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Fort Cummings

Fort Cummings existed from 1863 to 1873, then 1880 to 1884  and lastly in 1886. It was a former U. S. Army post located near Cooke's Springs, in Luna County, New Mexico. It is located 20 miles northeast of Deming, New Mexico. Cooke's Spring 32.46277°N 107.64863°W was named for Philip St. George Cooke 2nd U.S. Dragoons the former commander of the Mormon Battalion, that was exploring this area of New Mexico in 1853. It was the only large supply of fresh water between Mesilla and the Mimbres River for wagons heading to California on the Southern Emigrant Trail as well as the later Butterfield Overland Mail stagecoach route. The Cooke's Spring Station of the Butterfield Overland Mail was located near Cooke's Spring from 1858 to 1861.
Cooke's Spring was located at the eastern mouth of the upper part of Cooke's Canyon which led to Cooke's Pass a narrow gap in the Cooke's Range32.79218°N 107.72129°W. Between 1848 and 1861 the pass was a dangerous place for travelers who were often ambushed and killed by the Apache as they passed through it. Following the Bascom Affair things were even worse as the Apache, formerly friendly to the stage company destroyed most of the stations and destroyed many coaches and killed their passengers and for over a decade later hundreds of other travelers. Cooke's Pass was a favored location for ambushes and it acquired the name Massacre Canyon after incidents like the Battle of Cooke's Canyon.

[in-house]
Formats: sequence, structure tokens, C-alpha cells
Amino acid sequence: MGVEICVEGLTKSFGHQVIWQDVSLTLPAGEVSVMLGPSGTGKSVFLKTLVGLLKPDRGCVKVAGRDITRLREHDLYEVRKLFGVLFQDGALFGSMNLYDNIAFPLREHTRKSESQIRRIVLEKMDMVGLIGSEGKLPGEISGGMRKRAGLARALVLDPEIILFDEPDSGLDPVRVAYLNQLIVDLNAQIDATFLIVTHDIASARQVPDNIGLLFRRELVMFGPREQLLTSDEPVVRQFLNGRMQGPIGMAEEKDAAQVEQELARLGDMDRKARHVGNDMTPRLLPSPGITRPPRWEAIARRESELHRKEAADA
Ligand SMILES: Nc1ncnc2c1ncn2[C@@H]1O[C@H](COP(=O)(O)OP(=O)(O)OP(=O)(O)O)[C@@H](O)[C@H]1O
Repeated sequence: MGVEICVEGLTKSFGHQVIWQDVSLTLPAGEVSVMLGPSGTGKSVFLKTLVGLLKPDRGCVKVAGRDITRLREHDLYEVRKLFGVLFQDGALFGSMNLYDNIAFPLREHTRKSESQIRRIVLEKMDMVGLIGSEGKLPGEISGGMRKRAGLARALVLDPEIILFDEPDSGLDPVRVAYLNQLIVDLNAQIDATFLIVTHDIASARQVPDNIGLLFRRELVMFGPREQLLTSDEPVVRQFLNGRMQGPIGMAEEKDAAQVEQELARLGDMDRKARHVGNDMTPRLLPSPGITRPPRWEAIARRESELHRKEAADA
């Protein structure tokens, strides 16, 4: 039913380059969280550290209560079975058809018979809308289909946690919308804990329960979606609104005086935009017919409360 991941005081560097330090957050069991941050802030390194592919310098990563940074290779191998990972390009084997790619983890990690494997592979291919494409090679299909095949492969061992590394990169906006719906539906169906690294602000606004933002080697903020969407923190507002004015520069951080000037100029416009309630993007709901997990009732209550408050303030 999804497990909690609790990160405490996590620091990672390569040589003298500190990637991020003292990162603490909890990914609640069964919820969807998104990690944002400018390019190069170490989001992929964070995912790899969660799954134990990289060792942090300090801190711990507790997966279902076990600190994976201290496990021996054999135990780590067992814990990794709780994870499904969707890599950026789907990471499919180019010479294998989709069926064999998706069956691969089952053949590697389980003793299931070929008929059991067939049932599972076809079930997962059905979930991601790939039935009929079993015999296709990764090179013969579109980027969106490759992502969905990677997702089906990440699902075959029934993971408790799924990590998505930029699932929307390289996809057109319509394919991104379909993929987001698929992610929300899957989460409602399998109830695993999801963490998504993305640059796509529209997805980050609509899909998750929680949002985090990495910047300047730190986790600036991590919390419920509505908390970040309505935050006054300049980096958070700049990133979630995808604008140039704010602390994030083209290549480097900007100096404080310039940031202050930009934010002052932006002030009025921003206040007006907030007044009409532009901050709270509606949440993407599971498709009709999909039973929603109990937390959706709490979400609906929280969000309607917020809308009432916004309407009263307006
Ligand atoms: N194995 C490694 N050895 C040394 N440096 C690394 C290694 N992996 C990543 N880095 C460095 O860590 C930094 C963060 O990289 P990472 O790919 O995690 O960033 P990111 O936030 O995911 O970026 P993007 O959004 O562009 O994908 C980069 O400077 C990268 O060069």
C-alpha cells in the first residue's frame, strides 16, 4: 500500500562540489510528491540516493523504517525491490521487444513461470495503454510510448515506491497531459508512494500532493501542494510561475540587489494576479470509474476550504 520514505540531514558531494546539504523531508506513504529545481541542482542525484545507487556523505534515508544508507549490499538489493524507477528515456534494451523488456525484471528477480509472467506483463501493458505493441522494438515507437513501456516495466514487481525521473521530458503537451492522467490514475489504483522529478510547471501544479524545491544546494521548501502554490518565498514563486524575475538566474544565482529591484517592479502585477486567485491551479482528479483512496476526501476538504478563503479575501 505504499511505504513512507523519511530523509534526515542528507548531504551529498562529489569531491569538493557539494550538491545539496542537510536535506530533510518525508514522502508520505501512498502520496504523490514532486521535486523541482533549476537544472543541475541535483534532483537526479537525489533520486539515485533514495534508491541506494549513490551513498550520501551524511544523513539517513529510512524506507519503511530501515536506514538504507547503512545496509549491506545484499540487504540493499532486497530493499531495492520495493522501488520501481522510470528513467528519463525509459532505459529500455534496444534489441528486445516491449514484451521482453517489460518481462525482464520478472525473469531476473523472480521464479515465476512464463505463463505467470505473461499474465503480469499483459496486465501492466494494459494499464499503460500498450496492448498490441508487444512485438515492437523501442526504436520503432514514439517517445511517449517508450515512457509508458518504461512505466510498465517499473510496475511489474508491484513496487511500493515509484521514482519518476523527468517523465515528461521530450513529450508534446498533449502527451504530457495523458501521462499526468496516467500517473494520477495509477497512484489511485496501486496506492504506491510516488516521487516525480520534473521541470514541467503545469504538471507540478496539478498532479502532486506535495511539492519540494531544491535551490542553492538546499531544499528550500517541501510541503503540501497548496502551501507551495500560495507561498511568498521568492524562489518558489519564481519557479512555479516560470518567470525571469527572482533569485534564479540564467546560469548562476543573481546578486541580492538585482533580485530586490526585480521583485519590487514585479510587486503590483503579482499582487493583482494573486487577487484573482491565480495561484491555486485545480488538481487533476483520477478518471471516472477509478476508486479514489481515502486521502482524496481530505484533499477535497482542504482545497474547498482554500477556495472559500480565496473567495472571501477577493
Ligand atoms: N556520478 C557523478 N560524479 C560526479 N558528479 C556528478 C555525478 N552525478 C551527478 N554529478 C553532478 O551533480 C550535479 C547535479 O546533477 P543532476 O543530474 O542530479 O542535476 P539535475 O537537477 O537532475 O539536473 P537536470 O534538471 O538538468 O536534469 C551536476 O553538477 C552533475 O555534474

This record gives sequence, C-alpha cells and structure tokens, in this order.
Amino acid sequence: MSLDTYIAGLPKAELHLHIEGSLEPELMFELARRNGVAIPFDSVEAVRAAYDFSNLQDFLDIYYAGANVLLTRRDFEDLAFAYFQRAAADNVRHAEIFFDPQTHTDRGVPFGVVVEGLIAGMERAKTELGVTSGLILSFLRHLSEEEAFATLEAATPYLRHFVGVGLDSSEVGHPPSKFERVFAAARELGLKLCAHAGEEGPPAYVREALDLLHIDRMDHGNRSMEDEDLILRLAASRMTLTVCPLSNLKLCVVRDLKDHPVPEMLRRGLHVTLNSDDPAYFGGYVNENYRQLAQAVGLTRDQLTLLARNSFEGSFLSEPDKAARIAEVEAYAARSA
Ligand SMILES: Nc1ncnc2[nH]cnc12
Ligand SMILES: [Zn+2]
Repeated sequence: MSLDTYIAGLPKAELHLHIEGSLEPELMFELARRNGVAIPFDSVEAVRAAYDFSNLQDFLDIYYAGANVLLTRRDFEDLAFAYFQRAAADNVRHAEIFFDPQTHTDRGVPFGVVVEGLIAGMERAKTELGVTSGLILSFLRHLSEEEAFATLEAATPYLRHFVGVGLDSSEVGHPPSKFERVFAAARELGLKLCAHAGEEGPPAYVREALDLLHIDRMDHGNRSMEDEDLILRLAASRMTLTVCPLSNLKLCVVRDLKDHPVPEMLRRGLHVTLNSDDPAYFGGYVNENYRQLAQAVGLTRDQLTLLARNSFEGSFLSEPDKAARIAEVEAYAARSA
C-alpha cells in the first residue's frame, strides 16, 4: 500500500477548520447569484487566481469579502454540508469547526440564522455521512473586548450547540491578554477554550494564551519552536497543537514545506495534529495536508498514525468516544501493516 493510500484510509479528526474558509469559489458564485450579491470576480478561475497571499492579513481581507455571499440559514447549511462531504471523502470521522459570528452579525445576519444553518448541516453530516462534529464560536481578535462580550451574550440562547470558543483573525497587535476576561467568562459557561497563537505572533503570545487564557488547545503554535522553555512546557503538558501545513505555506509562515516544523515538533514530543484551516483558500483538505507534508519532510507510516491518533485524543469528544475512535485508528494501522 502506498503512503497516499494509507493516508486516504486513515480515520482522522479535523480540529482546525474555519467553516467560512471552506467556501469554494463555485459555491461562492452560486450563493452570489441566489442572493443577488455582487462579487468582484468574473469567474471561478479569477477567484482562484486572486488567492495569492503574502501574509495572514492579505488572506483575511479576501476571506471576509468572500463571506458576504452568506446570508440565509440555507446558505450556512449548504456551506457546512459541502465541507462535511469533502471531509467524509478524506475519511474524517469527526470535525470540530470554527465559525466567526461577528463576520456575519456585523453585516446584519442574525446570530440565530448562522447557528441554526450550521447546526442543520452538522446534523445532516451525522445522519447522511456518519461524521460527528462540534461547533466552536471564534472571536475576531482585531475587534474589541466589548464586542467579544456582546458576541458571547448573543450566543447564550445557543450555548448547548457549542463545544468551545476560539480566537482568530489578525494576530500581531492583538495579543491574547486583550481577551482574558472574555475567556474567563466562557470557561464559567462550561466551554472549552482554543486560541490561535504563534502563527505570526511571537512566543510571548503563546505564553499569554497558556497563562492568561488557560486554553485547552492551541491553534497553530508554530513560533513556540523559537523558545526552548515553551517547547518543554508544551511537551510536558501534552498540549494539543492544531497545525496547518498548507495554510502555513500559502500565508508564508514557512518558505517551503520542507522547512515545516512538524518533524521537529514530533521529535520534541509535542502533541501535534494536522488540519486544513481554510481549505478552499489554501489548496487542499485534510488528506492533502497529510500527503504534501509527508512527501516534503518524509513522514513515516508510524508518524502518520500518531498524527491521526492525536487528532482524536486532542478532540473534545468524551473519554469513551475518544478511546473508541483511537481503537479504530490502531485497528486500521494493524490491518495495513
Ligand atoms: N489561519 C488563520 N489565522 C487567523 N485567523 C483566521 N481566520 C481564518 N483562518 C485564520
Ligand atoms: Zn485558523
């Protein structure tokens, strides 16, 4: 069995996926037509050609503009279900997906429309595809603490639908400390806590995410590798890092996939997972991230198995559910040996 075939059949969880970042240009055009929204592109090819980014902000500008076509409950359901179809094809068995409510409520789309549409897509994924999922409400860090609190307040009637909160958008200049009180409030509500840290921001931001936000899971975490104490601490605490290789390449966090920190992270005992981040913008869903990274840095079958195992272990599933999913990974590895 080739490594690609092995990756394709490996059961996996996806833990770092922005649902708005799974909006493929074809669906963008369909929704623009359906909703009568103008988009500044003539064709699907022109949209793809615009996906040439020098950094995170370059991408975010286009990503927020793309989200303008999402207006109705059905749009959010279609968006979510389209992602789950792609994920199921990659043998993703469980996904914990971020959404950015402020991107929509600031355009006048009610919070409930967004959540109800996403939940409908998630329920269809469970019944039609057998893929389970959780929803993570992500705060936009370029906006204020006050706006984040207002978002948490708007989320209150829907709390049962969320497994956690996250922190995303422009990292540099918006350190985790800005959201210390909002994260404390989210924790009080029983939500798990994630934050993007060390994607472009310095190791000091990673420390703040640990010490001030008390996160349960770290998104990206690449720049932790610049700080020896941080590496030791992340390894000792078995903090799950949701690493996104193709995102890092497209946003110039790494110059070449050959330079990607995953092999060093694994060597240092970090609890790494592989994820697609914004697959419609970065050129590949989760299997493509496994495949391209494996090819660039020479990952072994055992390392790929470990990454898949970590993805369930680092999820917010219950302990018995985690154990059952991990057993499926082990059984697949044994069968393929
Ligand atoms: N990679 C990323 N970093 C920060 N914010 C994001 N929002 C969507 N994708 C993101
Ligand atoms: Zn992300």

The Fort was first established nearby the stage station on October 2, 1863, by Captain Valentine Dresher, Company B, 1st California Infantry, of the California Column. Fort Cummings was established to control the Apache Indians, and to protect the Butterfield - Overland stage route and the southern overland road to California where it passed through Cooke's Pass. The fort was built up over the next ten years as an adobe walled fort, surrounded by a 10-foot high wall that enclosed a parade ground, corral and several single-story adobe buildings around the wall.[3]
The fort was evacuated and entered a caretaker status in 1870 and abandoned in 1873. However it was reoccupied later when Apache under Victorio, launched a campaign against the white American settlers in 1880. It was known as "Camp at Fort Cummings" from 1880 to 1884 and in 1886 during later Apache troubles. Again abandoned it only remains as some eroding adobe walls, and along with the nearby site of the stage station and post graveyard to the south. Source: Wikipedia.